The visit is Benedict’s first to a mainly Orthodox country and is at the invitation of President Demetris Christofias and of Archbishop Chrysostomos II, head of the Orthodox Church of Cyprus.

It will emphasise unity among Christian churches and ecumenism, Lombardi said.

Some Cypriot clergy view the pope as a heretic, and a number of bishops have said they will boycott a visit by Benedict to the archbishop’s palace.

Influential Bishop Athanasios of Limassol drew a rebuke from Chrysostomos after saying “we love the pope, we love his followers like we do all people, we do not show them contempt or reject them as people, but we do not accept heresy or accept the wrong faith.”

Lombardi dismissed the opposition as “marginal.”

Paedophilia scandals that have rocked the Roman Catholic Church for months have led to two groups calling for the pope’s arrest “as soon as he sets foot in Cyprus,” claiming Benedict “has covered up hundreds of crimes against innocent children by paedophile priests.”

There have been unconfirmed reports that there might be demonstrations by people incensed over the paedophilia scandal, or angry over the leader of the Roman Catholic Church coming to Orthodox Cyprus.

Some 1,000 police have been deployed to ensure that the pope’s visit passes without incident.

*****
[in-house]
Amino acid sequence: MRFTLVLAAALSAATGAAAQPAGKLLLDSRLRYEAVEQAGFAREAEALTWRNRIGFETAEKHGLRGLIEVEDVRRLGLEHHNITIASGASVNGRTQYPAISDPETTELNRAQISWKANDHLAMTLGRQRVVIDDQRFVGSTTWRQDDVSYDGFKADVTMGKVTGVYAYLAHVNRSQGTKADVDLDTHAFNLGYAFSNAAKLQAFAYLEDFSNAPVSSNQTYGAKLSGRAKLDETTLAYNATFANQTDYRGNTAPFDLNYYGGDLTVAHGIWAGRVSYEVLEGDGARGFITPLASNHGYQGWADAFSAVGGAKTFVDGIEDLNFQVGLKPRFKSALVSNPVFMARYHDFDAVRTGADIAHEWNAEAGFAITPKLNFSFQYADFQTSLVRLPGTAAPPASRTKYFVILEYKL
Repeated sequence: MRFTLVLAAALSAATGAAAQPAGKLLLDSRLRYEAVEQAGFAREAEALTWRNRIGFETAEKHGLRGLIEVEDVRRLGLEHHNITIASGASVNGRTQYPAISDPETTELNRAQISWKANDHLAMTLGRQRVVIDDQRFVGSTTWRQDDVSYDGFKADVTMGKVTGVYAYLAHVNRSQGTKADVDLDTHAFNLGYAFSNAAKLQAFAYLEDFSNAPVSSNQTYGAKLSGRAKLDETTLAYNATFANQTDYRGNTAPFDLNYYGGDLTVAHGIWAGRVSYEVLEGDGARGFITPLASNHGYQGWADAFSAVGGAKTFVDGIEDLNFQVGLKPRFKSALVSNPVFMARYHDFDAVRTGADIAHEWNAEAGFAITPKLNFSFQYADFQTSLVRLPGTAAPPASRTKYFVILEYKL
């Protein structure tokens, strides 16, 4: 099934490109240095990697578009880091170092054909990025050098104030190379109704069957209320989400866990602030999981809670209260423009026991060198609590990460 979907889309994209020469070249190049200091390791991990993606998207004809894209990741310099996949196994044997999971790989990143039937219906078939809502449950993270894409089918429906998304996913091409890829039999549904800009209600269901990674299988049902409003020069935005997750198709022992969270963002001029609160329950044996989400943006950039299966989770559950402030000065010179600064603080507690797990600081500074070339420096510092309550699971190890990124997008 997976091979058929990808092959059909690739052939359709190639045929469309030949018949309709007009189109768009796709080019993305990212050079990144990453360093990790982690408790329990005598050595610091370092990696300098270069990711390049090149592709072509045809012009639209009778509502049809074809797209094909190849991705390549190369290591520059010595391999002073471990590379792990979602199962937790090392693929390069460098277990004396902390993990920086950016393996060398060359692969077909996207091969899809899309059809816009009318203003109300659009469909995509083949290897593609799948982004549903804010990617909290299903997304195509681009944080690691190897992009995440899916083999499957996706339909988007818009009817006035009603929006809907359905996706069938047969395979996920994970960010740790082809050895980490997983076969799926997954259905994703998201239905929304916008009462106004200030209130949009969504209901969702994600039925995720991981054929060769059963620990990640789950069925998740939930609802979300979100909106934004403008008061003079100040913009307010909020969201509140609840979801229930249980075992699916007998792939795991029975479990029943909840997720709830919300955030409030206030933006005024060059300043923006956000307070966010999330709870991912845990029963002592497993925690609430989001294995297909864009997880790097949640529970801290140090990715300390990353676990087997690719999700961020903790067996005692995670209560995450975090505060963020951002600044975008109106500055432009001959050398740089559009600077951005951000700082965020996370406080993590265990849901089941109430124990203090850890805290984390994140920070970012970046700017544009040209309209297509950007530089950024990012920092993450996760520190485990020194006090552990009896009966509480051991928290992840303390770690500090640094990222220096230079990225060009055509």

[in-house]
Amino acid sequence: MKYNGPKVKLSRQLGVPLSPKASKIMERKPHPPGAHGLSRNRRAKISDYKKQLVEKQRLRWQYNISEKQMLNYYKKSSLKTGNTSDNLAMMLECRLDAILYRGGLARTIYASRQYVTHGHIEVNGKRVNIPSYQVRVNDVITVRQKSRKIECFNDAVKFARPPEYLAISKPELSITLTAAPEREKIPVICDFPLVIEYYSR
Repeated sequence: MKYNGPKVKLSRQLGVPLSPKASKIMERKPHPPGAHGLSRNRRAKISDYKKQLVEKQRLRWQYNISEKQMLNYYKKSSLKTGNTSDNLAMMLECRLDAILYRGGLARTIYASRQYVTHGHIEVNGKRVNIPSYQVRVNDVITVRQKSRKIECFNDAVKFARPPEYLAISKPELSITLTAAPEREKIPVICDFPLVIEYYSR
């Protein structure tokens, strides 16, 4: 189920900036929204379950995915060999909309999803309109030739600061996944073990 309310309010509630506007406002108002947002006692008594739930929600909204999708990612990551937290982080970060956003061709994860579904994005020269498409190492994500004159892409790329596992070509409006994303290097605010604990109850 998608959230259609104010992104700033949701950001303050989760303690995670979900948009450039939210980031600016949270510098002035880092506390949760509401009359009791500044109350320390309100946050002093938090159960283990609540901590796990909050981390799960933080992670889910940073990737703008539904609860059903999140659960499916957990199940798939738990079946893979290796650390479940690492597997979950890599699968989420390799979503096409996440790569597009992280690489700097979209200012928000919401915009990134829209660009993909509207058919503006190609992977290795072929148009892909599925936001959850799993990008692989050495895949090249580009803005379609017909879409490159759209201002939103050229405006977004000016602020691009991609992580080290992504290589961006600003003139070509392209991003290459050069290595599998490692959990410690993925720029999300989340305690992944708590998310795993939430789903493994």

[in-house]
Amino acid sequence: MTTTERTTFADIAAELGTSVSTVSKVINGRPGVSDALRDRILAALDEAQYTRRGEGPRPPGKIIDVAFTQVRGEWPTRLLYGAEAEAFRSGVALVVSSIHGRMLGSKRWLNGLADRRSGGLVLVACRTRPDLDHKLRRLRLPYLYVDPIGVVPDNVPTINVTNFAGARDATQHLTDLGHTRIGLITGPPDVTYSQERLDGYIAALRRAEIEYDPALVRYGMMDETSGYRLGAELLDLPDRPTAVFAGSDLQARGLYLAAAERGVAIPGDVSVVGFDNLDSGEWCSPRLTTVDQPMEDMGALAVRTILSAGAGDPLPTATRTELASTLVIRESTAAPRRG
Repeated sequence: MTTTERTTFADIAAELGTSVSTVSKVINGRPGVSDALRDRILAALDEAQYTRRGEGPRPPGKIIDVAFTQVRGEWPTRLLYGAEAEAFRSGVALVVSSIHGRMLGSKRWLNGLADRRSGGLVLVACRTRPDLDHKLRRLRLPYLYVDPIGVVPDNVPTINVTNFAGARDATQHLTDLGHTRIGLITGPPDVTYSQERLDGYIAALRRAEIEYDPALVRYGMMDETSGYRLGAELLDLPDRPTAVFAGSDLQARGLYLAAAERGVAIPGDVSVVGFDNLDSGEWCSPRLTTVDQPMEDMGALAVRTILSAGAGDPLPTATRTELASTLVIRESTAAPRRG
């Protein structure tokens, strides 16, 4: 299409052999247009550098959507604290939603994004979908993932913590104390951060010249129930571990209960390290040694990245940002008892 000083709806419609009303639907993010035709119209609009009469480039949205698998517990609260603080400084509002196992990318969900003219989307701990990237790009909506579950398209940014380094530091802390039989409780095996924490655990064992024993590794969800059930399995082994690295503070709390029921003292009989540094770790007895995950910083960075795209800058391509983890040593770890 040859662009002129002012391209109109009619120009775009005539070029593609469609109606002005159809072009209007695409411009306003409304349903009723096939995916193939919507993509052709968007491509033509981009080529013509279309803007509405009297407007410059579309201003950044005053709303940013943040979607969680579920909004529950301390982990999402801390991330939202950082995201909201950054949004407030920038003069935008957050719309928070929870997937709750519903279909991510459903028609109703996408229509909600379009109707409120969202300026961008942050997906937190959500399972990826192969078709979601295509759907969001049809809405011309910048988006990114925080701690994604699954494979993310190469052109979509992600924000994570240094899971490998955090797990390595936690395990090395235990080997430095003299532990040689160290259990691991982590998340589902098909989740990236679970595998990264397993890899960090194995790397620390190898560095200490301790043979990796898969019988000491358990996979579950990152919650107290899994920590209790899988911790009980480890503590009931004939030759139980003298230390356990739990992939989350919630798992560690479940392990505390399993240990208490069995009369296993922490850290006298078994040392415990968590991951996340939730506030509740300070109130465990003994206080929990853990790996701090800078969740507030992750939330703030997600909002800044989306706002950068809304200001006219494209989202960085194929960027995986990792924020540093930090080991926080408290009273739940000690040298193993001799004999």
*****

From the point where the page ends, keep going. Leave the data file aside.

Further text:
On his arrival Friday afternoon in the southwestern resort of Paphos, the pontiff will bless an olive tree to be planted at the airport and then address an “ecumenical celebration” at the ancient church of Agia Kyriaki Chrysopolitissa.

It was there that legend says Saint Paul, visiting the island to spread the new Christian faith, was ordered to be whipped.

The pope will spend Saturday and Sunday in Nicosia, where he will celebrate two masses.

Source: SGGP

After 35-hour bus trip, German tourists back from Spain

In Uncategorized on April 20, 2010 at 9:46 am

FRANKFURT, April 20, 2010 (AFP) – “We were supposed to fly back on Sunday,” says exhausted German housewife Adelheid Jung, one of about 700 stranded tourists brought back from Spain in special buses to Frankfurt overnight.

Like millions of travellers around the world, Jung’s holiday dream in the southern city of Malaga ended with a nightmare, stuck by the volcanic ash cloud spewing from Iceland that grounded all flights back to Germany.

In the end, her only choice was a gruelling 35-hour bus trip of around 2,300 kilometres (1,400 miles), organised and paid for by tour operator TUI.